Historic Art | Greg Curnoe

About the Artist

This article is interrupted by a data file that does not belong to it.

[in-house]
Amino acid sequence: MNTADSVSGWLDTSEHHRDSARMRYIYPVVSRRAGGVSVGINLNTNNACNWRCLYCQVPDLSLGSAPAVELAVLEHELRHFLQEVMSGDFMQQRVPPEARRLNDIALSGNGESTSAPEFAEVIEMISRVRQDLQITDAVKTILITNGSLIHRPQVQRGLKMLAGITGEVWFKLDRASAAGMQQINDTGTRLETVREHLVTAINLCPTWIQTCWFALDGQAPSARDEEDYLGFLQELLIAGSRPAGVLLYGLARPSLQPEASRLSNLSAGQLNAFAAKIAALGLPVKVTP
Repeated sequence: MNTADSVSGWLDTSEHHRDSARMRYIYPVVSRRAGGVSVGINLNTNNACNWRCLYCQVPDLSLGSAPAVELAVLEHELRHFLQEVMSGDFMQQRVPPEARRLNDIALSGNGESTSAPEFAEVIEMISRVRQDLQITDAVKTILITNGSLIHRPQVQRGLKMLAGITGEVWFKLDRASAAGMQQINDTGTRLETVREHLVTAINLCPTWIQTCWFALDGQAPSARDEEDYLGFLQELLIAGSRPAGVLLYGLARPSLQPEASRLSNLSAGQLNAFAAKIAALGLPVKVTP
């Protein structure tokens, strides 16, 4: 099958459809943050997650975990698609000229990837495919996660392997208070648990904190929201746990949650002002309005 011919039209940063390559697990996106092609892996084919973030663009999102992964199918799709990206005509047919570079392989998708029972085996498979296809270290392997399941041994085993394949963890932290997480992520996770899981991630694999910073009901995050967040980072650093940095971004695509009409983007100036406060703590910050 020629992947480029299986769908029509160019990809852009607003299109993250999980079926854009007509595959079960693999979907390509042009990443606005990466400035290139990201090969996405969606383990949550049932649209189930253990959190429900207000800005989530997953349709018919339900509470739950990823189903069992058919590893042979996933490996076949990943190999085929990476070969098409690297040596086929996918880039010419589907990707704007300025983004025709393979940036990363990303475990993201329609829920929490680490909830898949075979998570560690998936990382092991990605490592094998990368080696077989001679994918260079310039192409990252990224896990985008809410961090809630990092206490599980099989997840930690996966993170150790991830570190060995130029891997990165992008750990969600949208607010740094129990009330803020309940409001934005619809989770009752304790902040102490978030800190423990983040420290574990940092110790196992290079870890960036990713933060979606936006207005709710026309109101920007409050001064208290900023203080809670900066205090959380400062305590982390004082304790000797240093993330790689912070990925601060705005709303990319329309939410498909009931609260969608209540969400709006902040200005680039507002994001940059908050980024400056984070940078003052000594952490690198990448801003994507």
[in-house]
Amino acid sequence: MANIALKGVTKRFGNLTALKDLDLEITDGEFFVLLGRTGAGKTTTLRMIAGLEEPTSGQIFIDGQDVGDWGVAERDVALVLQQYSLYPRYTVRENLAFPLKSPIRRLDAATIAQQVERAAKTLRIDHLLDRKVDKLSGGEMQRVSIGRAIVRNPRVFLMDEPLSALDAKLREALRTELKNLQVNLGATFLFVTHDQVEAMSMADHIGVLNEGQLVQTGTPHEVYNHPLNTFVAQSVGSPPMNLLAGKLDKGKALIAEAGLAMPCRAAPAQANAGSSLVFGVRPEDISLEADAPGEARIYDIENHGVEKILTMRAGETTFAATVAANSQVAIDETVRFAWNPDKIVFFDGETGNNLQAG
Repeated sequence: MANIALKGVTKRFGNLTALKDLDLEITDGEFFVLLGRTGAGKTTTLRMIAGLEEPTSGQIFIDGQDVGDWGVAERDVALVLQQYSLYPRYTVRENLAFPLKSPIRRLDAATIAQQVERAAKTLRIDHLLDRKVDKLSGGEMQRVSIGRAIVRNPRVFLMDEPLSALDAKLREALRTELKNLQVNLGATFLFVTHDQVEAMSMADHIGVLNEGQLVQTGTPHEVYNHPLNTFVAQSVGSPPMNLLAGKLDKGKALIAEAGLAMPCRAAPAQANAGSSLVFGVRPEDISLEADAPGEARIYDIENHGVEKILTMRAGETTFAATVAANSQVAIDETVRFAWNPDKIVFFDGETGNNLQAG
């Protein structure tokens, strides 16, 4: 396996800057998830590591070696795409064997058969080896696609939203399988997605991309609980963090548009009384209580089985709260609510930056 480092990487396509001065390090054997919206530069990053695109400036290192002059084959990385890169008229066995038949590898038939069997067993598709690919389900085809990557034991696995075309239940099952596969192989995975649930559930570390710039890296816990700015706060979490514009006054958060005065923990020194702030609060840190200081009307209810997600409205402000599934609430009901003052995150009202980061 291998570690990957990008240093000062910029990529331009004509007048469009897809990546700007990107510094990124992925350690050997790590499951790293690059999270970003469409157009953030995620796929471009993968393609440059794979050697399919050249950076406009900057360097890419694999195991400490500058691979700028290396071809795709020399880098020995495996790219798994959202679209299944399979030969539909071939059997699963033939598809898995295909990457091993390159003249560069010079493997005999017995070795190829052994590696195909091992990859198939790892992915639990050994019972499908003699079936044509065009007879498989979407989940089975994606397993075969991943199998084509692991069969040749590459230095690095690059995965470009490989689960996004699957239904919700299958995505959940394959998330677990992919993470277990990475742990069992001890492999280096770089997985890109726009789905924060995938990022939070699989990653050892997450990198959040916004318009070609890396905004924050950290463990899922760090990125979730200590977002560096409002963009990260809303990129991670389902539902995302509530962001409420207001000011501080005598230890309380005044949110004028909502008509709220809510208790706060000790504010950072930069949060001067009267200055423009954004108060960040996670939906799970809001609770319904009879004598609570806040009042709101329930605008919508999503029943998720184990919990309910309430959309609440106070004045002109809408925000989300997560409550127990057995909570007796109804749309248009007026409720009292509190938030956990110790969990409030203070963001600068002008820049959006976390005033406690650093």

Gregory Curnoe was born in London, Ontario in 1936. From a young age, Curnoe expressed interest in art-making, drawing cartoons and comic books for a large part of his childhood. In 1954, he enrolled at the H.B. Beal Technical and Commercial High School in London, where he learned about modern art and literature. He went on to attend the Ontario College of Art, but was uninspired by the formalist tendencies of his instructors and did not complete his degree. In the 1960s, Curnoe’s career took off, his works included in two exhibitions at the National Gallery of Canada in 1967 and 1968. In 1968, he also helped found the Canadian Artist’s Representation (CARFAC), which works as an advocate for artist’s professional and economic rights. Curnoe is well known for his works based on his experiences in London, Ontario, and was part of the art movement known as London Regionalism that also included artists such as Ron Martin and Jack Chambers. His works are a controversial take on politics and popular culture, making use of paint, text, and collaged images. He exhibited internationally, notably showing work at the 1976 Venice Biennale and has been the subject of many retrospective exhibitions across Canada. Curnoe passed away in a tragic cycling accident in 1992 at the age of 55 in London, Ontario.
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